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Arabic press review: Senior UAE official sought to buy East Jerusalem home?

Meanwhile, Jordanians are moving to Turkey in search of economic prosperity, while Egypt unveils another price hike for Cairo metro tickets
A leader of the Islamic movement in Israel accused the United Arab Emirates of being behind an attempt to buy a house near Al-Aqsa Mosque (AFP/File photo)

UAE behind failed East Jerusalem real estate deal?

A leader of the Islamic movement in Israel has accused the United Arab Emirates’ intelligence chief of attempting to purchase a home near the Al-Aqsa Mosque in occupied East Jerusalem.

Commenting on news reports that an Emirati plane landed in Tel Aviv with two senior Emirati officials in tow, Sheikh Kamal al-Khatib accused the UAE’s Tahnoun bin Zayed al-Nahyan of being behind an attempt to buy a house "adjacent to Al-Aqsa Mosque" for $20m, according to the Arabi21 news website.

Khatib, deputy head of the Islamic movement in Israel, said the attempted real estate purchase, "which failed despite offering the owners $20mn, was made by a local businessman known to be close to Mohammed Dahlan, who lives in Abu Dhabi".

Private jet reportedly takes UAE and Israeli officials from Abu Dhabi to Tel Aviv
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"The owner of the house next to Al-Aqsa Mosque spoke with me personally three weeks ago, and he assured me that the Jerusalem businessman who offered to buy the house was sent by Tahnoun bin Zayed," al-Khatib said.

Israeli sources said a private plane took off from Abu Dhabi and landed directly in Tel Aviv on Wednesday.

The UAE's minister of foreign affairs, Abdullah bin Zayed al-Nayan, and Tahnoun bin Zayed, the head of UAE Intelligence, were on board, Israeli journalists first reported. Neither the Israeli nor Emirati governments have confirmed the reports about the Emirati officials' secret visit to Israel.

Austerity-hit Jordanians seek new starts in Turkey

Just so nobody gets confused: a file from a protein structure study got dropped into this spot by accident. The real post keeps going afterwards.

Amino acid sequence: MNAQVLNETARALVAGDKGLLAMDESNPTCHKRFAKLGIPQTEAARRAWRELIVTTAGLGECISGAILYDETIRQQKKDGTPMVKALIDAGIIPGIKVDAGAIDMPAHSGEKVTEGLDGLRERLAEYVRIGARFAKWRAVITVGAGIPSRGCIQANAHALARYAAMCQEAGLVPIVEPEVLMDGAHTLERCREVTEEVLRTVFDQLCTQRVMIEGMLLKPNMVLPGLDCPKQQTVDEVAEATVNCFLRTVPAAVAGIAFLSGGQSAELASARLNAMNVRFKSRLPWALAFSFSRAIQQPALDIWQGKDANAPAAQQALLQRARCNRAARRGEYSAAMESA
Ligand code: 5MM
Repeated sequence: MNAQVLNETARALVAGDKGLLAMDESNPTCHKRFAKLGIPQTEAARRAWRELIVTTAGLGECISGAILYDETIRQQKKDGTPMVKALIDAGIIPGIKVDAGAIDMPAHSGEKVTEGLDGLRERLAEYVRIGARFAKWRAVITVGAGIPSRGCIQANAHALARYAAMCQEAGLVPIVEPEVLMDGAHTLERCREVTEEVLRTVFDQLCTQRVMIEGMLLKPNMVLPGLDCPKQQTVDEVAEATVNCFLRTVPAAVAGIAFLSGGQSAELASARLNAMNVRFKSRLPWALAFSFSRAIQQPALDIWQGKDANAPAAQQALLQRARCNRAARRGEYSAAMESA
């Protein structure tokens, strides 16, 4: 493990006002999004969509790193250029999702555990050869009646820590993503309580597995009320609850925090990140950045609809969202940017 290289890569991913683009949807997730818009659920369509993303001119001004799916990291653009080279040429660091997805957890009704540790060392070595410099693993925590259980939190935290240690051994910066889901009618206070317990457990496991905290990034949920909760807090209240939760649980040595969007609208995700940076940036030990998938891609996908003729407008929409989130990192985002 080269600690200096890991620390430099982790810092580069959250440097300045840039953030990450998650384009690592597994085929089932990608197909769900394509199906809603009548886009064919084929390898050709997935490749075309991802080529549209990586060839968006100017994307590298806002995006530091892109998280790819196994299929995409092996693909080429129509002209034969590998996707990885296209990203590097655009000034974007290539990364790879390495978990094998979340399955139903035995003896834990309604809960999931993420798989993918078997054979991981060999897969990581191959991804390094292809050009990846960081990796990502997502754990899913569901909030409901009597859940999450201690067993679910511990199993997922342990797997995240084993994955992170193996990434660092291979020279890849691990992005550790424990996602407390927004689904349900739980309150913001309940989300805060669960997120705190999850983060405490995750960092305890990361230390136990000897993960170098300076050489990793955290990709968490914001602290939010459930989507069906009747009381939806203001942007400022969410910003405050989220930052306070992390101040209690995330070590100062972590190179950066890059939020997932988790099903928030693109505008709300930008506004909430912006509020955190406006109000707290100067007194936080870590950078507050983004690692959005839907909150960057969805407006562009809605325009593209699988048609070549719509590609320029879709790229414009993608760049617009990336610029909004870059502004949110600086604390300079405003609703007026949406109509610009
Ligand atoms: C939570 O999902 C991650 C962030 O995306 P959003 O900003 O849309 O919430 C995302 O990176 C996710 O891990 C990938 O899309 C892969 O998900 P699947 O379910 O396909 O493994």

A new, striking phenomenon is being witnessed among Jordanians: capital flight to Turkey.

The phenomenon can also be called "family flight”, in view of the fact that the family breadwinner brings his loved-ones and capital when leaving Jordan for Turkey, according to an article in Jordanian newspaper al-Ghad.

The situation has been prompted by a difficult economic situation in Jordan, caused partly by the heavy tax burden, high production costs and an economic recession in the Kingdom.

Al-Ghad reported that more Jordanians have been buying apartments in Turkey in an attempt to acquire Turkish nationality, or even just live in a country with a more dynamic economic environment.

Every owner of small, medium or large capital would resort to buying an apartment in Turkey in order to acquire nationality or even get his family out to live in Turkey at least in a dynamic environment, where there is no depression and stress, according to the article.

Turkey is the most convenient destination for many Jordanians since they can easily acquire tourist visas to explore the country before ultimately deciding to move there, the newspaper said.

At the same time, a large number of Jordanians also hope to go to the United States, Australia or European countries. However, these countries have more complicated immigration procedures.

Egypt raises metro ticket costs in Cairo - again

The Egyptian Ministry of Transport has announced the ticket prices for the new Cairo metro project, which is scheduled to open officially in early February.

One ticket will cost between 4 and 7 Egyptian pounds (about $0.25-0.40), up from the current price, which ranges from 3 to 7 Egyptian pounds (about $0.17-0.40).

Additionally, the expected increase in metro prices will force metro passengers to pay 14 Egyptian pounds (about $0.78) to have access to all the stations in Cairo’s metro network, double the current price of 7 pounds, London-based newspaper Al-Araby Al-Jadeed reported.

Less than two years ago, the ticket, which gives its holder access to all the metro stations in Cairo, cost just one Egyptian pound.

For its part, the Ministry of Transport says the real value of a Metro Cairo ticket is 16.5 pounds (about $0.90). It also said the current Egyptian metro company will manage the first and second lines, while a French company will monitor the third line, thus requiring a separate tariff.

On 11 May 2018, Egyptian President Abdel Fattah el-Sisi's government raised ticket prices for the Cairo metro, which serves as the main means of transportation for nearly 10 million low-income people in the city, by 350 percent.

* Arabic press review is a digest of reports that are not independently verified as accurate by Middle East Eye.

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